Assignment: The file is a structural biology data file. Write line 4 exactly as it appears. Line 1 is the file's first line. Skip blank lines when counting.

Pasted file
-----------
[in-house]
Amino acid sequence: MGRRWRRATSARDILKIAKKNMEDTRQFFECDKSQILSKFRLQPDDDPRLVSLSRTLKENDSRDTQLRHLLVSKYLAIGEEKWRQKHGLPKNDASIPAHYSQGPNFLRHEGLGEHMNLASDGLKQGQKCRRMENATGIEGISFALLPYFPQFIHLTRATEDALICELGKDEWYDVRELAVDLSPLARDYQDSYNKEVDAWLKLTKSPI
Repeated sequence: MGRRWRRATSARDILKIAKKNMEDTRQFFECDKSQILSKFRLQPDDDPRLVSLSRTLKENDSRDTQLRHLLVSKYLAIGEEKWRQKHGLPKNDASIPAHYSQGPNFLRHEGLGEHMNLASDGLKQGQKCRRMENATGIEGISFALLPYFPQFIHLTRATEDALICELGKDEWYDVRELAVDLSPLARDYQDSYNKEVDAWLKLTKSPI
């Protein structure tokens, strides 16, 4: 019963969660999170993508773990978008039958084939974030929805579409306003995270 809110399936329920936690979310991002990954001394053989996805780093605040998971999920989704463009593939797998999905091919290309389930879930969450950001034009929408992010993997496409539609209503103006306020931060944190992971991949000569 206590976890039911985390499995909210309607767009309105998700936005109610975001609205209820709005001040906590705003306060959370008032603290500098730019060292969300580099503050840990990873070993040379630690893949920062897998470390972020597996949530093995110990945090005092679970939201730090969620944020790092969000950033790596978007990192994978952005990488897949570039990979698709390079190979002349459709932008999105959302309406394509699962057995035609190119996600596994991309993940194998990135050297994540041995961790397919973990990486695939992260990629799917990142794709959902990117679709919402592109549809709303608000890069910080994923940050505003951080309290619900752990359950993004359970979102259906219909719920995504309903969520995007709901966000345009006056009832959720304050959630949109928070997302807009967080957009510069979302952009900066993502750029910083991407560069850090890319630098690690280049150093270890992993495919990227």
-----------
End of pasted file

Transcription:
């Protein structure tokens, strides 16, 4: 019963969660999170993508773990978008039958084939974030929805579409306003995270 809110399936329920936690979310991002990954001394053989996805780093605040998971999920989704463009593939797998999905091919290309389930879930969450950001034009929408992010993997496409539609209503103006306020931060944190992971991949000569 206590976890039911985390499995909210309607767009309105998700936005109610975001609205209820709005001040906590705003306060959370008032603290500098730019060292969300580099503050840990990873070993040379630690893949920062897998470390972020597996949530093995110990945090005092679970939201730090969620944020790092969000950033790596978007990192994978952005990488897949570039990979698709390079190979002349459709932008999105959302309406394509699962057995035609190119996600596994991309993940194998990135050297994540041995961790397919973990990486695939992260990629799917990142794709959902990117679709919402592109549809709303608000890069910080994923940050505003951080309290619900752990359950993004359970979102259906219909719920995504309903969520995007709901966000345009006056009832959720304050959630949109928070997302807009967080957009510069979302952009900066993502750029910083991407560069850090890319630098690690280049150093270890992993495919990227």